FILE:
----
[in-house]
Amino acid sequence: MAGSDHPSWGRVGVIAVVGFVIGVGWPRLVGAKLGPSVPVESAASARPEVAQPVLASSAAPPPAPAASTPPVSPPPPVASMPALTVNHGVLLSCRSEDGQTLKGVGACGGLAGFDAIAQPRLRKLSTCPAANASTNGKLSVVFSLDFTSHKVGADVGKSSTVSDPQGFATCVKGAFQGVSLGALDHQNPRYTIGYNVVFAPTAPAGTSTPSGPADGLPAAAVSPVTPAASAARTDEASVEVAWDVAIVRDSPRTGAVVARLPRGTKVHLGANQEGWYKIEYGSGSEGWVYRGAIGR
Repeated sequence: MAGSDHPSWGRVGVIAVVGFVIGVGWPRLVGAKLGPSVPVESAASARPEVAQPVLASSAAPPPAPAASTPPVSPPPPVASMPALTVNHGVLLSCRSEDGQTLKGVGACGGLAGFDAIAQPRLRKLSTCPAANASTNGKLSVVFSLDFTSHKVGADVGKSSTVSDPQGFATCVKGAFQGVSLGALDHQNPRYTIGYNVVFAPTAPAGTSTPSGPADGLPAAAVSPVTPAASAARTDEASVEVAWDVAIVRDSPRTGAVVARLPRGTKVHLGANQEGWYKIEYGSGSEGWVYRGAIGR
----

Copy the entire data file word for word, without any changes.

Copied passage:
[in-house]
Amino acid sequence: MAGSDHPSWGRVGVIAVVGFVIGVGWPRLVGAKLGPSVPVESAASARPEVAQPVLASSAAPPPAPAASTPPVSPPPPVASMPALTVNHGVLLSCRSEDGQTLKGVGACGGLAGFDAIAQPRLRKLSTCPAANASTNGKLSVVFSLDFTSHKVGADVGKSSTVSDPQGFATCVKGAFQGVSLGALDHQNPRYTIGYNVVFAPTAPAGTSTPSGPADGLPAAAVSPVTPAASAARTDEASVEVAWDVAIVRDSPRTGAVVARLPRGTKVHLGANQEGWYKIEYGSGSEGWVYRGAIGR
Repeated sequence: MAGSDHPSWGRVGVIAVVGFVIGVGWPRLVGAKLGPSVPVESAASARPEVAQPVLASSAAPPPAPAASTPPVSPPPPVASMPALTVNHGVLLSCRSEDGQTLKGVGACGGLAGFDAIAQPRLRKLSTCPAANASTNGKLSVVFSLDFTSHKVGADVGKSSTVSDPQGFATCVKGAFQGVSLGALDHQNPRYTIGYNVVFAPTAPAGTSTPSGPADGLPAAAVSPVTPAASAARTDEASVEVAWDVAIVRDSPRTGAVVARLPRGTKVHLGANQEGWYKIEYGSGSEGWVYRGAIGR